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October 7, 2019

Arlington Judge Blocks Historic Preservation of Westover Apartments

Arlington Judge William Newman ruled against community efforts for historic preservation in Westover on September 29. We had asked him to require the county to complete our historic petition for Westover, but the judge says the county can take as many years or decades as it chooses to complete historic review even if all the buildings are lost. He dismissed our lawsuit without even a full hearing on the merits.

Judge Newman—a Democrat and former member of the county board himself— ruled that the county can delay forever in processing our historic petition forever. He did not even have the sense of justice to allow us to argue our case with evidence at a trial. He dismissed our case with prejudice (meaning we can never re-file).

He ruled that the county does not have to proceed at all on our historic petition which was filed about 3 ½ years ago. Since we filed our historic petition, four apartment buildings were demolished in addition to seven demolished before.

Digital Camera

It is ironic that Judge Newman is married to a billionaire and lives in a mansion on an estate in Middleburg Virginia worth many tens of millions of dollars, and ruled that it is okay for the county government to allow the demolition of 70-year old apartments that house renters who live on very small incomes. There is plenty of room in Arlington for millionaires and billionaires living in their big mansions, but no room for a disabled veteran, a school aide or a library technician getting by on under $50,000 a year.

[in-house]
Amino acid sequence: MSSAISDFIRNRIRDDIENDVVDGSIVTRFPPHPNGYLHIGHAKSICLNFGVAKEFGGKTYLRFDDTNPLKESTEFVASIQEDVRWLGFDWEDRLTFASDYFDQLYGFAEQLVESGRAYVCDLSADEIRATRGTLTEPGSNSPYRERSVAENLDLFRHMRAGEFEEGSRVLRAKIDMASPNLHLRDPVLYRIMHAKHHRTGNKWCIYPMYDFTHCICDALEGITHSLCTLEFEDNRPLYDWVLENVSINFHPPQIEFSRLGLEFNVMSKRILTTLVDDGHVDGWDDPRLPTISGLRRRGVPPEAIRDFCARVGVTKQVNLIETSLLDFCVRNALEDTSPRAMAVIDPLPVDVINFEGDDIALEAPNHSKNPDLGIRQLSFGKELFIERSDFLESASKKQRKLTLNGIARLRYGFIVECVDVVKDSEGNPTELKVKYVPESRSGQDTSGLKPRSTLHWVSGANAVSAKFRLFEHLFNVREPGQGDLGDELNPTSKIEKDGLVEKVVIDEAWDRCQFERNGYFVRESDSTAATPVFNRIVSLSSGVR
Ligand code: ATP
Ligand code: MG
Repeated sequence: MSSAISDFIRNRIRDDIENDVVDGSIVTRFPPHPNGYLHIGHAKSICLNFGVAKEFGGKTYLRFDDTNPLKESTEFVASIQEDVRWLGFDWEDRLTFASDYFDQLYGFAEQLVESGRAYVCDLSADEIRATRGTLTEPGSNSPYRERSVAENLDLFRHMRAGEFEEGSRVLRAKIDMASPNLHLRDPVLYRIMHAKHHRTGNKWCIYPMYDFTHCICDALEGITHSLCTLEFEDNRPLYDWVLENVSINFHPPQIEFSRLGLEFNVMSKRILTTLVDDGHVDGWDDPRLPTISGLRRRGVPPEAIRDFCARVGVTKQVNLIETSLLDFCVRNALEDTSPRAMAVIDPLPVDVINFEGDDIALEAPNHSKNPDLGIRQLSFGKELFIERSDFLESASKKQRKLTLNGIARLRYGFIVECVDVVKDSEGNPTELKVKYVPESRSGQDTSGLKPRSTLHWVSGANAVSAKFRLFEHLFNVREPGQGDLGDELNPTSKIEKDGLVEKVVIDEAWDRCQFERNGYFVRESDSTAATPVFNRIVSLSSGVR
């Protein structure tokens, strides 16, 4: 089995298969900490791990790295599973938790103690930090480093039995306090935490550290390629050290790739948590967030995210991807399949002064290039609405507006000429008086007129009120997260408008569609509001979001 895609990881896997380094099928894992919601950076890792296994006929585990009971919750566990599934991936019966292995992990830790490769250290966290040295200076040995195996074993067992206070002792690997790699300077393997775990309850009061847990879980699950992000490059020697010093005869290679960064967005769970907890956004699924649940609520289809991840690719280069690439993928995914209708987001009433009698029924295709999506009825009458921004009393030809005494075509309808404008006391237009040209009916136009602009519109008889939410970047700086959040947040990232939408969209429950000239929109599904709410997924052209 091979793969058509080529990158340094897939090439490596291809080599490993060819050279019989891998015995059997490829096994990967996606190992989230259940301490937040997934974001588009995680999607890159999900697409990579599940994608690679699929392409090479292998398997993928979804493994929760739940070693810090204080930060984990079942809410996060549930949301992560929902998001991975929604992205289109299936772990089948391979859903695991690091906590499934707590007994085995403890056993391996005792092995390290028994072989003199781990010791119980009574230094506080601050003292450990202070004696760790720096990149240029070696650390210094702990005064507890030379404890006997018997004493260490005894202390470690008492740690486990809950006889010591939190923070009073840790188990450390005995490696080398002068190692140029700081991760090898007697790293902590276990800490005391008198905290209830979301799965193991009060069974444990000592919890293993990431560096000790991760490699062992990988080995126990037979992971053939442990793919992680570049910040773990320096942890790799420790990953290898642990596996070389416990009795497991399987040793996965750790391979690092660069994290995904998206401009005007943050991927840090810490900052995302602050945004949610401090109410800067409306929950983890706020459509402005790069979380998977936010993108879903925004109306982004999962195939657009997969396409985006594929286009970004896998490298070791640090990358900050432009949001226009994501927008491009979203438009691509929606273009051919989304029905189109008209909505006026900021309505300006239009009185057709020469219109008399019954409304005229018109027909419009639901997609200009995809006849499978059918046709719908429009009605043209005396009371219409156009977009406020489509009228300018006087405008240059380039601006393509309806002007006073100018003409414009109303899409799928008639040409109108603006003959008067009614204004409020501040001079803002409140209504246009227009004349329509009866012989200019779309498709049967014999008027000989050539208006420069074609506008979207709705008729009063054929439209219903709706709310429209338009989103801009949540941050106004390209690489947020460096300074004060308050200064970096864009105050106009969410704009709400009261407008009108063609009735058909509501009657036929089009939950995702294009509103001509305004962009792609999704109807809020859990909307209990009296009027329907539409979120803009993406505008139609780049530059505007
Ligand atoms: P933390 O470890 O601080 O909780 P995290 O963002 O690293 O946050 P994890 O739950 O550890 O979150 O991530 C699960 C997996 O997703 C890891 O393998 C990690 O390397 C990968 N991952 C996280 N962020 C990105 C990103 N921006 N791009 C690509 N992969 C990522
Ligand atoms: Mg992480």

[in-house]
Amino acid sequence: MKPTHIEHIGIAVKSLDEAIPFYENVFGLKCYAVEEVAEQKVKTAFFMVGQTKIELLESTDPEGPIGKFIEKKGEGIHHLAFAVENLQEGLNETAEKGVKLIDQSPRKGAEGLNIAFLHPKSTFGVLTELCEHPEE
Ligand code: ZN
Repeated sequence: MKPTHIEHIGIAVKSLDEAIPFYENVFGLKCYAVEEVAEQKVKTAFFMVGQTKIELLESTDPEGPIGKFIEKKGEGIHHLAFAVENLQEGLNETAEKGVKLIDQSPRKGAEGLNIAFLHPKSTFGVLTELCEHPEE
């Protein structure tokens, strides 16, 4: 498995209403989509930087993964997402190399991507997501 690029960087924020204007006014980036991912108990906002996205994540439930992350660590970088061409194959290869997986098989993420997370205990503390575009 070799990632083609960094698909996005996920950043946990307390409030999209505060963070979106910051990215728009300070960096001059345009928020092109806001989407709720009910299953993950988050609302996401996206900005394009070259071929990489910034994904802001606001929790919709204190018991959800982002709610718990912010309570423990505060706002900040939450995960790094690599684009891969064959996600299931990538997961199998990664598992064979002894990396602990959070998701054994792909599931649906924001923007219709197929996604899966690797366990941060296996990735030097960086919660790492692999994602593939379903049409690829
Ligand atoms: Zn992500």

It is a lousy and unfair justice and political system that values billionaires and developers over modest people living in Arlington. Justice deferred is justice denied. This is not justice.

We cannot appeal the judge’s egregious decision to the Virginia Supreme Court since this would cost us at least $15,000, and we can never recoup any of these legal fees even if we were to win our case. So our justice system works well for the rich and developers, but not for ordinary people in Arlington.

With our court case thrown out, we asked the county board itself to bypass the local historic review board and take up the matter itself and give us a final decision. But this is highly unlikely as the board is in league with developers who choose to demolish older and simpler homes and build new, bigger, more energy wasteful, and expensive homes for the rich. And we wonder why we have an affordable housing problem in Arlington.

We will continue as best we can to preserve Arlington along with modest apartments for middle and working income people in Arlington.

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